Amanda Fitzer was diagnosed with Type 1 diabetes when she was 2 years old. Her sister Olivia is at risk for developing diabetes because she has the same antibodies as her sister, antibodies that indicate her immune system has started to attack cells that make insulin.
Olivia volunteered to participate in a new NIH study at the Lucile Packard Children’s Hospital and Stanford University Medical Center. The study is specifically targeting children at risk of developing diabetes to see if oral insulin could delay onset of the disease for 2-3 years.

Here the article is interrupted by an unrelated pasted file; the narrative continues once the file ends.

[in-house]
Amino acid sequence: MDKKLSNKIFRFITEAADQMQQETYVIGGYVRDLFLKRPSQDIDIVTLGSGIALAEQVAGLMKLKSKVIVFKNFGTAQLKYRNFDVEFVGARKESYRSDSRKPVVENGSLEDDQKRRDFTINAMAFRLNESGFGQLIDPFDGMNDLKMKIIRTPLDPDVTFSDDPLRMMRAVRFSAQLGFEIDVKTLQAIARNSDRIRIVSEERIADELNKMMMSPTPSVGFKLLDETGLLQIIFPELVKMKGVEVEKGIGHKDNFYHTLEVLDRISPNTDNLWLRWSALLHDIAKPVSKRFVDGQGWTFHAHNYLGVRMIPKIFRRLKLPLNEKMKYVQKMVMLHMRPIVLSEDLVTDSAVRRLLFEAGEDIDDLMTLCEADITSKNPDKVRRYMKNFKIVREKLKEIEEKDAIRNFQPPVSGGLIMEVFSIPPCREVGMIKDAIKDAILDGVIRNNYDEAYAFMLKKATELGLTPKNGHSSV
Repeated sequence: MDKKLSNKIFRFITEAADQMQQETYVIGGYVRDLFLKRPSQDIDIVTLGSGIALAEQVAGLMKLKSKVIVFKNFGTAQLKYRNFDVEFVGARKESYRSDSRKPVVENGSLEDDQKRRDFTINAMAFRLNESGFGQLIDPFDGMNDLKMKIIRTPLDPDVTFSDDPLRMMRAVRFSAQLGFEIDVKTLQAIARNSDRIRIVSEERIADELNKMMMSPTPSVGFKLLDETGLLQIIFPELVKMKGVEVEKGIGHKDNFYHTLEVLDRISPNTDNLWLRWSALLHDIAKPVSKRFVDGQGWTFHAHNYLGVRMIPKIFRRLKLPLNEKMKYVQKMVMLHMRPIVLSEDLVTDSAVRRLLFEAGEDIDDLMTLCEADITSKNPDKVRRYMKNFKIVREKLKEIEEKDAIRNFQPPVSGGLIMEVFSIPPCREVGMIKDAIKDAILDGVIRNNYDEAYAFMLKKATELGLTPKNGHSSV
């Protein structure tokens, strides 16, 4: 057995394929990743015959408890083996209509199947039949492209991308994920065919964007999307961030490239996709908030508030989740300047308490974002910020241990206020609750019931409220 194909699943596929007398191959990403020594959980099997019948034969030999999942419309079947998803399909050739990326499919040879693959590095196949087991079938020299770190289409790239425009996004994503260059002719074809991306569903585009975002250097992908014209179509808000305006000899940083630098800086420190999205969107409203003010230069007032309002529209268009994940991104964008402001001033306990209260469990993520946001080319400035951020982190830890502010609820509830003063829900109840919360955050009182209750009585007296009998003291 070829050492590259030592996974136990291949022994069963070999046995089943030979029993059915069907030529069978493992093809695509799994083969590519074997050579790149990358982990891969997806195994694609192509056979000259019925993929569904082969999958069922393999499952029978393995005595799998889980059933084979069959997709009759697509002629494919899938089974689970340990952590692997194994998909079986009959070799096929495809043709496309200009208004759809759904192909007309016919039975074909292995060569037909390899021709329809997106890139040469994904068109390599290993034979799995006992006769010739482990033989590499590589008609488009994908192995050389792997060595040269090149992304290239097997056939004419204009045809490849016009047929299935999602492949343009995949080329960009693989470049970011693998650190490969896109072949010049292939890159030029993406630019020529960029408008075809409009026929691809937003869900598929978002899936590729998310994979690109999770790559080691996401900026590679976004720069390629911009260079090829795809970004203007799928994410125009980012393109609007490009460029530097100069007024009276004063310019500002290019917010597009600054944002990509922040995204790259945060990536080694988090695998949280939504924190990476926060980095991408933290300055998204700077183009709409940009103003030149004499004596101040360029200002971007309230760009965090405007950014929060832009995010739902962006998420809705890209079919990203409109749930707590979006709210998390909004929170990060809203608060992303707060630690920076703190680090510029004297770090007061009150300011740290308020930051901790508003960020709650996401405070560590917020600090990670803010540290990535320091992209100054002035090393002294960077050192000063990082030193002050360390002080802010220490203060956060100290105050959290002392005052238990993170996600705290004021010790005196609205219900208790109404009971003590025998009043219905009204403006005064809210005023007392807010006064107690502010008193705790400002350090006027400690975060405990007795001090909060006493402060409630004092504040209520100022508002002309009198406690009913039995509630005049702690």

Every day Olivia takes a tablet. She does not know if it is an oral insulin pill or a placebo. Then every six months, she has a glucose tolerance test and is administered a blood test to see if she is developing diabetes.
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Dr. Darrell Wilson from Lucile Packard Children’s Hospital says the oral insulin has “the possibility to interact with the immune system to quiet the attack on cells that make insulin” and hopes that oral insulin may even prevent the disease entirely in some patients.